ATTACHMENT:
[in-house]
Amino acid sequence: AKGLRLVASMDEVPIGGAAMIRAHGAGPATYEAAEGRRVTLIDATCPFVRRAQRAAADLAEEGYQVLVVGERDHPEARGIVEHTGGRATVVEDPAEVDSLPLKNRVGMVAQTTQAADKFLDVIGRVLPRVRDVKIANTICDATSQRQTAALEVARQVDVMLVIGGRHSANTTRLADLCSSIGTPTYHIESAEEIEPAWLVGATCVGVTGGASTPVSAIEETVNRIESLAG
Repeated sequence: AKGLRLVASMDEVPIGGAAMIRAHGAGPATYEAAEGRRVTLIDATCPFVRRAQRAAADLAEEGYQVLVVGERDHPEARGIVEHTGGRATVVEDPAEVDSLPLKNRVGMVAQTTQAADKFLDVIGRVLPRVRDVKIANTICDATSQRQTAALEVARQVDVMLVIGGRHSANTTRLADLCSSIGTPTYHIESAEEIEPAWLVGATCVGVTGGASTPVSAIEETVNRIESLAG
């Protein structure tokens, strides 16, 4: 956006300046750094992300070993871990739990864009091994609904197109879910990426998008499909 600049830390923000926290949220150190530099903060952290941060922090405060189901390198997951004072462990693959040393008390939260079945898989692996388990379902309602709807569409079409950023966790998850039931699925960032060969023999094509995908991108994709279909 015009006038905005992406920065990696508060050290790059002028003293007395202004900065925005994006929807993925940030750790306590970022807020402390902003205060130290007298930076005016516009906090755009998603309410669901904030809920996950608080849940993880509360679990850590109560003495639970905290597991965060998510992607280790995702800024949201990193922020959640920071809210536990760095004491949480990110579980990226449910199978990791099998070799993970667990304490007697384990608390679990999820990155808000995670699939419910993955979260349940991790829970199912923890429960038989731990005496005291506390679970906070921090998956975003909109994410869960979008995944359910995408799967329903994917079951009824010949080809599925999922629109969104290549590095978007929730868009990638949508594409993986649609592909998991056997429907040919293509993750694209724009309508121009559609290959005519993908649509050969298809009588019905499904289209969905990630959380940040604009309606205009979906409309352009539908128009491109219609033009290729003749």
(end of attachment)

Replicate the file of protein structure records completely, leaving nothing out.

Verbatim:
[in-house]
Amino acid sequence: AKGLRLVASMDEVPIGGAAMIRAHGAGPATYEAAEGRRVTLIDATCPFVRRAQRAAADLAEEGYQVLVVGERDHPEARGIVEHTGGRATVVEDPAEVDSLPLKNRVGMVAQTTQAADKFLDVIGRVLPRVRDVKIANTICDATSQRQTAALEVARQVDVMLVIGGRHSANTTRLADLCSSIGTPTYHIESAEEIEPAWLVGATCVGVTGGASTPVSAIEETVNRIESLAG
Repeated sequence: AKGLRLVASMDEVPIGGAAMIRAHGAGPATYEAAEGRRVTLIDATCPFVRRAQRAAADLAEEGYQVLVVGERDHPEARGIVEHTGGRATVVEDPAEVDSLPLKNRVGMVAQTTQAADKFLDVIGRVLPRVRDVKIANTICDATSQRQTAALEVARQVDVMLVIGGRHSANTTRLADLCSSIGTPTYHIESAEEIEPAWLVGATCVGVTGGASTPVSAIEETVNRIESLAG
């Protein structure tokens, strides 16, 4: 956006300046750094992300070993871990739990864009091994609904197109879910990426998008499909 600049830390923000926290949220150190530099903060952290941060922090405060189901390198997951004072462990693959040393008390939260079945898989692996388990379902309602709807569409079409950023966790998850039931699925960032060969023999094509995908991108994709279909 015009006038905005992406920065990696508060050290790059002028003293007395202004900065925005994006929807993925940030750790306590970022807020402390902003205060130290007298930076005016516009906090755009998603309410669901904030809920996950608080849940993880509360679990850590109560003495639970905290597991965060998510992607280790995702800024949201990193922020959640920071809210536990760095004491949480990110579980990226449910199978990791099998070799993970667990304490007697384990608390679990999820990155808000995670699939419910993955979260349940991790829970199912923890429960038989731990005496005291506390679970906070921090998956975003909109994410869960979008995944359910995408799967329903994917079951009824010949080809599925999922629109969104290549590095978007929730868009990638949508594409993986649609592909998991056997429907040919293509993750694209724009309508121009559609290959005519993908649509050969298809009588019905499904289209969905990630959380940040604009309606205009979906409309352009539908128009491109219609033009290729003749």